Speaker obsessives and tech reviewers have thus far given the Stockwell II much higher marks overall. In fact one who thought that the original Stockwell sounded “just horrible” felt that the upgraded Stockwell II is the best portable speaker of 2019, as it has a totally different type of sound.

The Stockwell II does what Marshall calls multidirectional stereo; the left and right channels are pointed slightly differently and mixed in such a way as to enhance a feeling of immersion and stereo sound from such a small unit. It can sound great outside, but even better in a room placed not too far from a corner or a wall, to give a little more oomph to the bass coming out the back of the speaker.

But the multidirectionality of the Stockwell II also works well; place it in the middle of a party and it will sound relatively good and even no matter which side of it you’re standing on.

The Stockwell II is not the best speaker for loudness (that would be larger, louder speakers) but it does go plenty loud enough to fill a mid-sized interior space, and can even do a pretty good job in a large space.

As with the Stockwell I, the mix of the Stockwell II is quite neutral, but there’s a lot more clarity in the upgrade. The bass in the upgrade isn’t listed as going as deep, but it certainly sounds heavier and punchier and doesn’t distort.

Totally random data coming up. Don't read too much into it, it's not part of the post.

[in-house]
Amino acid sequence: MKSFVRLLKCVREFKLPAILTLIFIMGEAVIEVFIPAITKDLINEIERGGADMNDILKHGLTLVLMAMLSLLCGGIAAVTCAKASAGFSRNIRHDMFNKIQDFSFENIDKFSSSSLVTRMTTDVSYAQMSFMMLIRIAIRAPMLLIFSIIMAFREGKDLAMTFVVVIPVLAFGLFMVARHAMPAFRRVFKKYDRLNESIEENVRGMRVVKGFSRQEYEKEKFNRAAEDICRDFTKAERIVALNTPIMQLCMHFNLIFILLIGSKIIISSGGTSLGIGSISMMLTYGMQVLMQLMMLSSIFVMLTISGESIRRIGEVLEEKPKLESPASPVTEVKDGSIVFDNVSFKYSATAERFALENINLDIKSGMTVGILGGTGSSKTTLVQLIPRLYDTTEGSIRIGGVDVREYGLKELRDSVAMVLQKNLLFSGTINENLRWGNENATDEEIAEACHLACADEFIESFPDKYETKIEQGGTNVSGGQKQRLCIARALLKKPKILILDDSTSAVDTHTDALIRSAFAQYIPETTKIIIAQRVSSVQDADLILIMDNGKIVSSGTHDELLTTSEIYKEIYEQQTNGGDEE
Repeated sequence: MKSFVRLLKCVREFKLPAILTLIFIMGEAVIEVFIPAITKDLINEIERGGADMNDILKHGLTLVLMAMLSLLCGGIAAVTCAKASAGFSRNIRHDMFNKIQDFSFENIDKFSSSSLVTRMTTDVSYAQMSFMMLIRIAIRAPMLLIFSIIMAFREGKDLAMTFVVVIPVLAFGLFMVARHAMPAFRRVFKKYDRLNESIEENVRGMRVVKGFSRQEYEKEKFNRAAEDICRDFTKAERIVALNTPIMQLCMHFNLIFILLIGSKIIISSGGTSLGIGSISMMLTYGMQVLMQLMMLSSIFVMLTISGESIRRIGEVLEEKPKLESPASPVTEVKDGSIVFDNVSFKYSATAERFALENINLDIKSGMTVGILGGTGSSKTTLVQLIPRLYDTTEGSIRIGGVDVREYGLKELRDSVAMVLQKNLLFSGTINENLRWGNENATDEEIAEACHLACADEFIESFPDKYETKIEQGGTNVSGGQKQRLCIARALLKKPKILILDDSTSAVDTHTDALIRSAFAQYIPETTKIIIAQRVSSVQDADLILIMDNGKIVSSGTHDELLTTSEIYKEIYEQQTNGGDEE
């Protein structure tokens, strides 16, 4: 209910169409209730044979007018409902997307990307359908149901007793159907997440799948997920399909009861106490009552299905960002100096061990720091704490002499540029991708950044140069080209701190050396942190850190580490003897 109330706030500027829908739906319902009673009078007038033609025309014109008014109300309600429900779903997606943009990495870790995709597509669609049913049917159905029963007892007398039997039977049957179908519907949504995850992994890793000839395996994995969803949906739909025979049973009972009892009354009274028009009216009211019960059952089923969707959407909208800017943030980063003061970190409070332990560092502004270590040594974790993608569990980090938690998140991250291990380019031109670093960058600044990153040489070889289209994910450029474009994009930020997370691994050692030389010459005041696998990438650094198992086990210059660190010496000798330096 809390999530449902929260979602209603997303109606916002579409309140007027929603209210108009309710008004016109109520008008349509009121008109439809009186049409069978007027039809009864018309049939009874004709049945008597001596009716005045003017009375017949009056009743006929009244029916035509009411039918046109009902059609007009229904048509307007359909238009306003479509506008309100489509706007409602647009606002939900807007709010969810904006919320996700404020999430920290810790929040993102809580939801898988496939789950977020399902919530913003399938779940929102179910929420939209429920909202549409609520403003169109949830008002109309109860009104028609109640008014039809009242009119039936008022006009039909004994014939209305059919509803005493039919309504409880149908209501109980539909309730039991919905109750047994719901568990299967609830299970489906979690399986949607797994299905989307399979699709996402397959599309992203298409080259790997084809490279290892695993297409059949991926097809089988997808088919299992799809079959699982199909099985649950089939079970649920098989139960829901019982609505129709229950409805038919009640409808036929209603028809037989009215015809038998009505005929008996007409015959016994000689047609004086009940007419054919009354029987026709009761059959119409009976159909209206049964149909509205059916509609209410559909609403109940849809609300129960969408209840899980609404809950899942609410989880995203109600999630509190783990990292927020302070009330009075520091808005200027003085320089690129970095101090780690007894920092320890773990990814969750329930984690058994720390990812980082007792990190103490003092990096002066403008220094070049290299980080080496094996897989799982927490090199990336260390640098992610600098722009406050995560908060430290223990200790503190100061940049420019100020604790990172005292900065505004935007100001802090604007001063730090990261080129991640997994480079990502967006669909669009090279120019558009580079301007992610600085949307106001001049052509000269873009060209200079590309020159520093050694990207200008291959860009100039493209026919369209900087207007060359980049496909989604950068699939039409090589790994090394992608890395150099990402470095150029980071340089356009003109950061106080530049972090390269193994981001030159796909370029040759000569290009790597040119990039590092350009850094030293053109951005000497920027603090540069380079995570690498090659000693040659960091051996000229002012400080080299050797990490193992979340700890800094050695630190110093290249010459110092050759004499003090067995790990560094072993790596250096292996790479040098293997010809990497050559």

The control knobs on the Marshall Stockwell II.

Both the original and upgraded Stockwell have actual analog knobs that allow you to adjust the volume, bass, and treble directly on the speaker. This is actually a quite useful and pleasant feature; no digging into the app on your phone to find equalizer settings. It can allow for real-world on-the-fly adjustments that make the listening experience better and smoother.

Neither Stockwell speaker is truly travel-friendly in terms of portability; we think 2.65-3 kilos is too heavy to take in a carry-on and have space for much else. If you’d prefer something more compact and lighter, check out our favorite travel speaker recommendations. Those are also generally a bit cheaper as well, if the price of the Stockwells is a concern.

Wrap-Up: Which Small Marshall Stockwell Is Right for You?

Prices can swing a bit on these Marshall speakers, click through at the links and check different options there for the latest.

Marshall Stockwell
Because of the complaints about clarity and distortion at top volumes, we wouldn’t recommend the original version of this speaker unless it were to significantly drop in price, say below $50.
Marshall Stockwell II
A vast improvement in terms of clarity, evenness, and multidirectional stereo. The best-sounding speaker of its size and price.